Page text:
We then wanted to identify which domain of HIPK2 interacts with PARP1. To locate the PARP1-interacting domain, full length or truncated HIPK2 (amino acids 1–629, 503–860, 860–1049 and 1049–1189) was examined for the co-immunoprecipitation with PARP1. We found that PARP1 was co-immunoprecipitated with the interaction domain (ID, amino acids 503–860) of HIPK2 (Figure 4a and b). Furthermore, the ID of HIPK2 was co-immunoprecipitated with the PARP1 WGR as well (Figure 4c). We then expressed the deletion mutants of HIPK2 and examined which was decreased by PARP1 (Figure 4d). We observed that PARP1 could not decrease HIPK2 when the ID was absent (Figure 4d and e), confirming the ID is necessary for the PARP1-mediated HIPK2 degradation. We then examined whether HIPK2 ID and PARP1 directly interact by GST pull-down assay. Figure 4f shows that PARP1 directly bound to the ID of HIPK2. These results suggest that HIPK2 and PARP1 directly interact via ID and WGR domain, respectively.
HSP70 is involved in the PARP1-mediated HIPK2 degradation
We observed that WGR domain of PARP1 mediates the promotion of HIPK2 degradation. However, the function of WGR domain in PARP1 is not well identified compared with other domains of PARP1. We postulated that the WGR domain may promote HIPK2 degradation by mediating interaction between HIPK2 and molecules of ubiquitin-proteasome system. Previous studies suggested that HSP70 is involved in the regulation of protein turnover by proteasome.26 In addition, HSP70 has been reported to interact with PARP1 and participates in maintaining the genome integrity.27 To examine whether HSP70 is involved in the PARP1-mediated HIPK2 degradation, we first tested whether overexpressed HSP70 alters HIPK2 protein levels. Interestingly, the protein level of HIPK2 was reduced by HSP70 overexpression and increased by HSP70 knockdown (Figure 5a). In addition, PARP1 WGR domain interacted with HSP70, whereas PARP1ΔWGR failed to interact with HSP70 (Figure 5b). These results suggest that HSP70 may be involved in the PARP1 WGR-mediated promotion of HIPK2 degradation.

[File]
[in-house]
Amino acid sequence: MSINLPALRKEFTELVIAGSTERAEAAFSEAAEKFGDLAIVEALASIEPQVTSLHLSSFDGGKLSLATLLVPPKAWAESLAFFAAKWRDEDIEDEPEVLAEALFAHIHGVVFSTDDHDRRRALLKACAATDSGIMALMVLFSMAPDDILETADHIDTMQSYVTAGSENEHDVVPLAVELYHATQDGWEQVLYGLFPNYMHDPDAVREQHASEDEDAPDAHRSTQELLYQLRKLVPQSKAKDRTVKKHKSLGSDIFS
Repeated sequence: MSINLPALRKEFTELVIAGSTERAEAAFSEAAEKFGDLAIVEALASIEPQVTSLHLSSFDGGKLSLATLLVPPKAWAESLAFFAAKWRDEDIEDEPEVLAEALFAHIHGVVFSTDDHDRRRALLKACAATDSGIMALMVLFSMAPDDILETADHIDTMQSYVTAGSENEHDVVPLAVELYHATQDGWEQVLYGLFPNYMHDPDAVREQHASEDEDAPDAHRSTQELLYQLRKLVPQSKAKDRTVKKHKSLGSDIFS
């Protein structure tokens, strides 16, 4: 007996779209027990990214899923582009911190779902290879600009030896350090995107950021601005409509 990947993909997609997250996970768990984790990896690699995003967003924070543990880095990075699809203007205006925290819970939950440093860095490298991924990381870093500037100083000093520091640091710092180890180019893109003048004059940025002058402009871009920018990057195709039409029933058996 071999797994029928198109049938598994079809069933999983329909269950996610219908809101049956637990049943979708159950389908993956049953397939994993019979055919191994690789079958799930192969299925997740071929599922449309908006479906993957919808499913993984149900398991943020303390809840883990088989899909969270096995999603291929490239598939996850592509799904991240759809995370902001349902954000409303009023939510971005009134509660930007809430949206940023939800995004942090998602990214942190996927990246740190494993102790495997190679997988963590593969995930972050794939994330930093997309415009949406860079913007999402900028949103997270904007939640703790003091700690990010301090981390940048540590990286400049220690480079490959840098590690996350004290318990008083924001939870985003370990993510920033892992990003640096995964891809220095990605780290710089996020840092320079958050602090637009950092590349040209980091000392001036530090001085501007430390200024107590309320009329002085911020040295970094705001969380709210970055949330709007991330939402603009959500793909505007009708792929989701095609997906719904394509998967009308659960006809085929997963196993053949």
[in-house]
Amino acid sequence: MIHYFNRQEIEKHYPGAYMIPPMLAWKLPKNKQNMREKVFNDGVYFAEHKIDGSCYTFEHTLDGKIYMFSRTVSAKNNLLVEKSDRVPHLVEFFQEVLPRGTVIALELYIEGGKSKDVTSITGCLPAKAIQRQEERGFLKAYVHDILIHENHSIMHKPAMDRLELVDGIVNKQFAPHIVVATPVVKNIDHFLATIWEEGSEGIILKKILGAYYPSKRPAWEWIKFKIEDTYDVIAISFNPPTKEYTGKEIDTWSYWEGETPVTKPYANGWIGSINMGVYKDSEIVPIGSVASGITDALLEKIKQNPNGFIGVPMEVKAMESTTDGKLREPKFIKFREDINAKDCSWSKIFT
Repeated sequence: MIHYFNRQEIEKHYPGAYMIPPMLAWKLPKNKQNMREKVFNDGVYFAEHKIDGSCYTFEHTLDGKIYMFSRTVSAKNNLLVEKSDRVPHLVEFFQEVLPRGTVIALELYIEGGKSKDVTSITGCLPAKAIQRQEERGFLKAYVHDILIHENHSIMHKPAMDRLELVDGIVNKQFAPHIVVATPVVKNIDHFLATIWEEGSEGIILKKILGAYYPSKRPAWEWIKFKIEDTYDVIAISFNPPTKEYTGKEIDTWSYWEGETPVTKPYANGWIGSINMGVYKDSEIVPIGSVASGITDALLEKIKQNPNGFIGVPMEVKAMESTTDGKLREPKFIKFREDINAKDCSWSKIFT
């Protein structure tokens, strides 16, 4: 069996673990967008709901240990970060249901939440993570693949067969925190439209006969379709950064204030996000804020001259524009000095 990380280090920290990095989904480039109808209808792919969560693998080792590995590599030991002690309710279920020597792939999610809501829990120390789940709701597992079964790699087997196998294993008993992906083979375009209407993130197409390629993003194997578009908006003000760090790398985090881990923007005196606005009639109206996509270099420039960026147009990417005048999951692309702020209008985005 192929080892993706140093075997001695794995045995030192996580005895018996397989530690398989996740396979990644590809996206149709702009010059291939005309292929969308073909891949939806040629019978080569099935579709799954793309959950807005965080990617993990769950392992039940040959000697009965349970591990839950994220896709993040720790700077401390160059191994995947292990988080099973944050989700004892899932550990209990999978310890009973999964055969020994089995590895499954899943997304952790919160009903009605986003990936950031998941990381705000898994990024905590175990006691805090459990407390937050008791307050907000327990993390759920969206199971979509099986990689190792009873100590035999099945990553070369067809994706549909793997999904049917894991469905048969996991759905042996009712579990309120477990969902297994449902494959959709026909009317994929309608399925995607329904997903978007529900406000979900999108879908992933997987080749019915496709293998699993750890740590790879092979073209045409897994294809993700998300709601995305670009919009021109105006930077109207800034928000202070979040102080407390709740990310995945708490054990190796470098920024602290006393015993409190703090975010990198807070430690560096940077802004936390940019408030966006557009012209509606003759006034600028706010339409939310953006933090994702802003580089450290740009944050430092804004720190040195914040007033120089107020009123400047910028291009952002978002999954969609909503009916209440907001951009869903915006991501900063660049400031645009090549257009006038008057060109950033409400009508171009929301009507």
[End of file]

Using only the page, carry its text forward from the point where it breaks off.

We then investigated whether PARP1 WGR-mediated HIPK2 degradation is regulated by HSP70 chaperone activity using a potent inhibitor of HSP70, VER 155008. The chaperone inhibiting activity of VER 155008 was confirmed by reduction in the ERK phosphorylation.28 However, the HSP70 inhibitor did not change the WGR-mediated HIPK2 degradation (Figure 5c). These results suggest that HSP70 is involved in the PARP1-mediated HIPK2 degradation independently of its chaperone activity.
CHIP mediated the HIPK2 degradation promoted by PARP1